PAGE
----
This post initially appeared 7/20/07.
Regulars in the Halls of Rock might have noticed a post from a newcomer, Townsman Alexmagic, in the comments section of yesterday’s hypothetical Beatles question. Those who do not follow as closely or who’ve been away might have missed it, so we’re bringing it to the Main Stage. Enjoy. Thanks, Alexmagic, and may you make yourself heard in these hallowed halls on a regular basis!
Unfortunately, this premise is flawed and presents a question impossible to answer, since the 1967 musical landscape would be radically different had the Beatles not shown up until this point. Instead, this should be approached as a complete alternate history (such as, “what would World War II have been like if aliens had attacked?”), contemplating the musical landscape of 1967 if the Beatles had never formed, though all would still have existed. We begin, then, with a starting point of Lennon and McCartney never meeting at the St. Peter’s Woolton Parish Church Garden Fete.
This new history means that there was no British Invasion as we know it. The “Fab Four” are Frankie Avalon, Bobby Rydell, Chubby Checker and Fabian, as the Original Philly Sound (which it would come to be known) sweeps the United States, and the Four make a series of popular, hijinx-filled teen movies about their shenanigans at the Jersey Shore, one of which debuts a young Bill Cosby. Chubby Checker will later spend the mid-1990s through the 2000s demanding that he receive the Academy Honorary Award prior to every Oscars telecast, dubbing himself “the soil Hollywood grows on.”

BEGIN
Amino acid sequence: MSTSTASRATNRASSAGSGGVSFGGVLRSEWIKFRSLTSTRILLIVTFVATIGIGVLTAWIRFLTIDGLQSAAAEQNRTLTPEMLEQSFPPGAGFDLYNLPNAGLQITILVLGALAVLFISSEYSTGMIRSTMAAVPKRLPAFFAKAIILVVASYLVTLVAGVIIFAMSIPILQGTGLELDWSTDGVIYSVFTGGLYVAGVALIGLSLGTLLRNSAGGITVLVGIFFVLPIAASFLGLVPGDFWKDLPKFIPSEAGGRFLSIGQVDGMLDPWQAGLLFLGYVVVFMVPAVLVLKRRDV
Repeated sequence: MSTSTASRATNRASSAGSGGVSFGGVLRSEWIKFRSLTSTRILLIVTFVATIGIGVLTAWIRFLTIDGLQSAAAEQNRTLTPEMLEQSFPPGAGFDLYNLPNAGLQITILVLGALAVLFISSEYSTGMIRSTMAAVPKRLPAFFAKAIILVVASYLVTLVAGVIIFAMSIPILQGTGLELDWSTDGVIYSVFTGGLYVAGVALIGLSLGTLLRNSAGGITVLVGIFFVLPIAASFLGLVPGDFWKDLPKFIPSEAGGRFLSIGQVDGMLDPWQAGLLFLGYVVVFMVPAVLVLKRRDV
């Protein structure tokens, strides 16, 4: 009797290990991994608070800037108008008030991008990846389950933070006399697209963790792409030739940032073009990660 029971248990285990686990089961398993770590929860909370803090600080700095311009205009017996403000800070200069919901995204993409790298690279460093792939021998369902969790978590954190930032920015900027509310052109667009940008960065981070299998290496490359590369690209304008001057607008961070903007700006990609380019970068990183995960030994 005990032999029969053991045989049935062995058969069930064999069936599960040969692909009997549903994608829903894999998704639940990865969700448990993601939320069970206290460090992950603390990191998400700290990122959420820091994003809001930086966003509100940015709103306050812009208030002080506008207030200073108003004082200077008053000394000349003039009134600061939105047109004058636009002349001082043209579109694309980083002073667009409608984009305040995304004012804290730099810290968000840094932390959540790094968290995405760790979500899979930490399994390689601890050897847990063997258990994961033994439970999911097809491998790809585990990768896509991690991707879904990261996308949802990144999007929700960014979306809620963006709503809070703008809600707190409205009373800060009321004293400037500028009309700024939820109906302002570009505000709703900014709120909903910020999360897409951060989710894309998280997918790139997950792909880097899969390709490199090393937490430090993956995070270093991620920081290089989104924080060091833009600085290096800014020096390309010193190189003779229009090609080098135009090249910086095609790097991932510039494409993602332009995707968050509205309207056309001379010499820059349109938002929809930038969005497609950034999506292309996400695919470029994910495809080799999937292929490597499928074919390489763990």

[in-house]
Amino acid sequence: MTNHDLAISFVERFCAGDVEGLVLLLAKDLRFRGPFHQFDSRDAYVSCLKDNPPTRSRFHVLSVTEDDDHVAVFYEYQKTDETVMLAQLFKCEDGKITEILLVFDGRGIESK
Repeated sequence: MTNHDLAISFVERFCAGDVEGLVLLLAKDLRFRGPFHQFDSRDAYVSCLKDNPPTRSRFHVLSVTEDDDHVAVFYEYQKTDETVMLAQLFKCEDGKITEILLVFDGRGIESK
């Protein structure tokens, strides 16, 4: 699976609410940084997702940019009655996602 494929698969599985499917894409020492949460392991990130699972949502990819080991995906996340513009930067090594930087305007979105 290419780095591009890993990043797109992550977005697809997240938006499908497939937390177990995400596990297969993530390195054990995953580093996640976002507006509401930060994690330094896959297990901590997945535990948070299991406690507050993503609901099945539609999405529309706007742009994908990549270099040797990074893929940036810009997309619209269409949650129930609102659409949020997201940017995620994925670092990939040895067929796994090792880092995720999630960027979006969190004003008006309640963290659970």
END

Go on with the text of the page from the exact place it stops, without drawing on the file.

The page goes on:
England responds to the clean-cut, genial sound gripping the States by countering with its own exports of boyishly-handsome actor/singers, possibly led by a young Davy Jones and (as he would be billed) Jimmy McCartney. I speculate that this Alternate Timeline Paul McCartney ends up with the lead in Alfie. John still ends up working with George Martin, but as a comedy record producer and part-time member of the Bonzo Dog Band. He gets into a fistfight with Peter Sellers on the set of I Love You, Alice B. Toklas! – which, for reasons that will soon become clear, is a film about surfing instead of hippies.
While the Rolling Stones continue to battle Rod Stewart and the Faces in the 1970s and once more find the merits of their later work in question in the Rock Town Hate thread, this seems as good a time as any to take a closer look at the oft-maligned cover of their 1986 Dirty Work album.
As photographed by Annie Leibovitz, the Dirty Work cover could be viewed as testament of what had gone wrong for the Stones. Lounging about in garishly bright outfits, the band seemed to embody the ideas of 1980s excess and lack of taste. Indeed, this was something of a sign of the times, as the band photo was reportedly a record label mandate, and Dirty Work may have been the first Stones album to be released on both vinyl and compact disc.
Though perhaps not the most popular album cover in the Stones’ catalog, Dirty Work does stand as not just a symbol of the times, but also a commentary on the band itself. As someone once sang, every picture tells a story.
Earlier this week, Mr. Moderator provided an overview of the developmental history of the Rock Face as used by Robbie Robertson. There, he noted Robertson’s occasional use of a Rock Face to stand in for notes not even being played in the song.
Above is The Firm in their 1985 video for Satisfaction Guaranteed. Please review the materials and provide your thoughts on the performance of Jimmy Page contained therein. Specifically, please share your thoughts on Page’s moves while performing in the video.
Some questions for discussion after the jump.